Dr. LeBlanc’s morning remarks were the keynote to the academic ceremony. A sense of pride in and respect for the university’s heritage and mission and what that means for society today permeated his speech.
He noted the importance President Washington placed on educating American leaders not in Europe but here, so that they would lead and advance the cause of what was the young American republic.
He remarked on the forethought of the university’s founders to prepare students for the world they saw emerging, where science, medicine and the law would dominate, and where democratic values, equality and freedom would shape life.
He spoke in awe of the dedication and contributions of the presidents, students, faculty, staff and alumni who over many years helped GW continue on a path to quality and excellence—which requires a “persistent, gradual process.”
And he emphasized the current place for a university that has long dealt in knowledge, facts and the open exchange of opinions.
“I’m not the only person on this campus who gets frustrated in a fact-free environment. However, you can’t test facts—you can’t evaluate ideas—unless you hear them first,” he said. “That’s why this university must always stand firmly for free speech and open inquiry. Without free speech, and the open and unfettered exchange of ideas, there can be no knowledge, no scholarship, no teaching—and no universities.”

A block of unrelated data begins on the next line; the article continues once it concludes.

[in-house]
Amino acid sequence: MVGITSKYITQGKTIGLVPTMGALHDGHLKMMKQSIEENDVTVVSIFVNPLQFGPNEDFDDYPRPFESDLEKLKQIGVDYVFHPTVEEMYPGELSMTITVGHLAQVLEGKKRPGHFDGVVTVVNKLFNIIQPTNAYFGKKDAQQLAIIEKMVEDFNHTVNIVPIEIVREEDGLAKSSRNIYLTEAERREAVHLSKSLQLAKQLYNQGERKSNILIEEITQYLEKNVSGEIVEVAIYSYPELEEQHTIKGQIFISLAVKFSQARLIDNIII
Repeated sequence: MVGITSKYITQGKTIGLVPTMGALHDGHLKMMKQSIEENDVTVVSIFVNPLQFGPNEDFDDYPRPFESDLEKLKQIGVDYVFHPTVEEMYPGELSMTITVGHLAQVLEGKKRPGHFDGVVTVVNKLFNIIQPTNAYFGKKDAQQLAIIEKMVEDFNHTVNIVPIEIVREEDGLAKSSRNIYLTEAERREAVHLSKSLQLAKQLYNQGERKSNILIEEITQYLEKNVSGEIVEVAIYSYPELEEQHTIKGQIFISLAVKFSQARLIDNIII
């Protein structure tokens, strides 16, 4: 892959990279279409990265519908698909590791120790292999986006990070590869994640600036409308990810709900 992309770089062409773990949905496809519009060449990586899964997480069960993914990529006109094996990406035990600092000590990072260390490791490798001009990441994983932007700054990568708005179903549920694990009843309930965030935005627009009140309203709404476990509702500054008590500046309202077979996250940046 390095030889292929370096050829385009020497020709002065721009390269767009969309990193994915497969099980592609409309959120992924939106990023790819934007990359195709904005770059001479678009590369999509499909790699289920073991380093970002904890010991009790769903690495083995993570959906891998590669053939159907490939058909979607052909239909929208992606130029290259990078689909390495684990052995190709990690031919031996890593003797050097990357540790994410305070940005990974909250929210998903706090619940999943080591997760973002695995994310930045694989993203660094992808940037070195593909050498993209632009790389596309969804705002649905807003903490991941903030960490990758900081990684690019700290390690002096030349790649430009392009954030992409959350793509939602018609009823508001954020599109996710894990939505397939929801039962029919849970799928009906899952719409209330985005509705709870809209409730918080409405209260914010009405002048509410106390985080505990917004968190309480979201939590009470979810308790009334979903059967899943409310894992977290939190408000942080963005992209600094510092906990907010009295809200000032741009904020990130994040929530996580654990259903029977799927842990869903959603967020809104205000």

There is no such thing as a final answer or unthinkable thought, Dr. LeBlanc continued.
“That should always be true here. Open, critical inquiry, vigorous discussion and assessment of divergent ideas must, and will, define how we learn, how we teach, how we discover and how we create,” he said. “Without constraint, without compromise and without apology.”
Ultimately, GW has and will continue to depend on people choosing to make an education, career and life at the university—and it should be their best option.
“If we build on this campus a model of how to pursue scholarship with focus, learn with wonder and debate with respect, we can affect the culture not only in this capital city but in this nation and beyond,” he said. “We can do this. But we all have to be committed. We all must choose to lead.”
“The world,” Dr. LeBlanc later said, “has not yet seen everything we can do and everything we can become.”
Members of the university community—representing students, faculty, alumni and staff—also delivered welcome greetings on behalf of their respective groups, including Peak Sen Chua, president of the Student Association; Sylvia Marotta-Walters, professor and chair of the Faculty Senate Executive Committee; Venessa Perry, M.P.H. ’99, president of the GW Alumni Association; and Barbra Giorgini, executive director of GW Libraries.
Read Dr. LeBlanc's full speech.
Watch the full video of the ceremony.